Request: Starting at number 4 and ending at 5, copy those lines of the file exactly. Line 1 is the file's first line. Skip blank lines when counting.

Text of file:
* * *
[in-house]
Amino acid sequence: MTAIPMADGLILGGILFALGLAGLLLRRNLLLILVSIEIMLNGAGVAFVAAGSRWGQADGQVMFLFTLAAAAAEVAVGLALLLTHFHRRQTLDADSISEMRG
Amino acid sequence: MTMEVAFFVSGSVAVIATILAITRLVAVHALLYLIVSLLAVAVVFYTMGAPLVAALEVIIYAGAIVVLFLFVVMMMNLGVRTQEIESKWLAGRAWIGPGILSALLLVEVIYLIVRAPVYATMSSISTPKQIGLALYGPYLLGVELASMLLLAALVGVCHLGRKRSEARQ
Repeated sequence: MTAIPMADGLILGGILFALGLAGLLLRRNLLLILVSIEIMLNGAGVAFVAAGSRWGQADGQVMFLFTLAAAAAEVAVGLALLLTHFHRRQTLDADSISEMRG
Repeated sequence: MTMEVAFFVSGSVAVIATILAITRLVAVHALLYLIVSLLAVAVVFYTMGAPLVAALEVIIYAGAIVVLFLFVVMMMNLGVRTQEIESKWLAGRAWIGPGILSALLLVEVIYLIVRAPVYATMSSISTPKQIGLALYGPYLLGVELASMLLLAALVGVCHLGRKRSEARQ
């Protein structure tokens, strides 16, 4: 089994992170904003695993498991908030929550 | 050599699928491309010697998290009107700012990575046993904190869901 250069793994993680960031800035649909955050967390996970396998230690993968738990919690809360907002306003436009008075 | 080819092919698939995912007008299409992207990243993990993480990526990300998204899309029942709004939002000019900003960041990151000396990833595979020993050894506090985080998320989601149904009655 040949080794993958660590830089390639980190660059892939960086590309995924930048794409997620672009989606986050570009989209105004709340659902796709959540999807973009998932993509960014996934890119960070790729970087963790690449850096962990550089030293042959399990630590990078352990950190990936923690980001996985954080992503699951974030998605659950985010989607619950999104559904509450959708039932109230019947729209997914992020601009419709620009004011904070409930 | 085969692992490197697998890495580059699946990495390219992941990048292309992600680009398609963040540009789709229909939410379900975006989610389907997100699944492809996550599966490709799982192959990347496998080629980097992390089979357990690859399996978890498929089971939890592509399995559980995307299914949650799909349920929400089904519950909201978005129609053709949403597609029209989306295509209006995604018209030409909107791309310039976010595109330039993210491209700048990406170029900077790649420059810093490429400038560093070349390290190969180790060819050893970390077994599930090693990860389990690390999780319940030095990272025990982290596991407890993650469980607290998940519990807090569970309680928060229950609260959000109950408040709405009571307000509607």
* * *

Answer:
Repeated sequence: MTAIPMADGLILGGILFALGLAGLLLRRNLLLILVSIEIMLNGAGVAFVAAGSRWGQADGQVMFLFTLAAAAAEVAVGLALLLTHFHRRQTLDADSISEMRG
Repeated sequence: MTMEVAFFVSGSVAVIATILAITRLVAVHALLYLIVSLLAVAVVFYTMGAPLVAALEVIIYAGAIVVLFLFVVMMMNLGVRTQEIESKWLAGRAWIGPGILSALLLVEVIYLIVRAPVYATMSSISTPKQIGLALYGPYLLGVELASMLLLAALVGVCHLGRKRSEARQ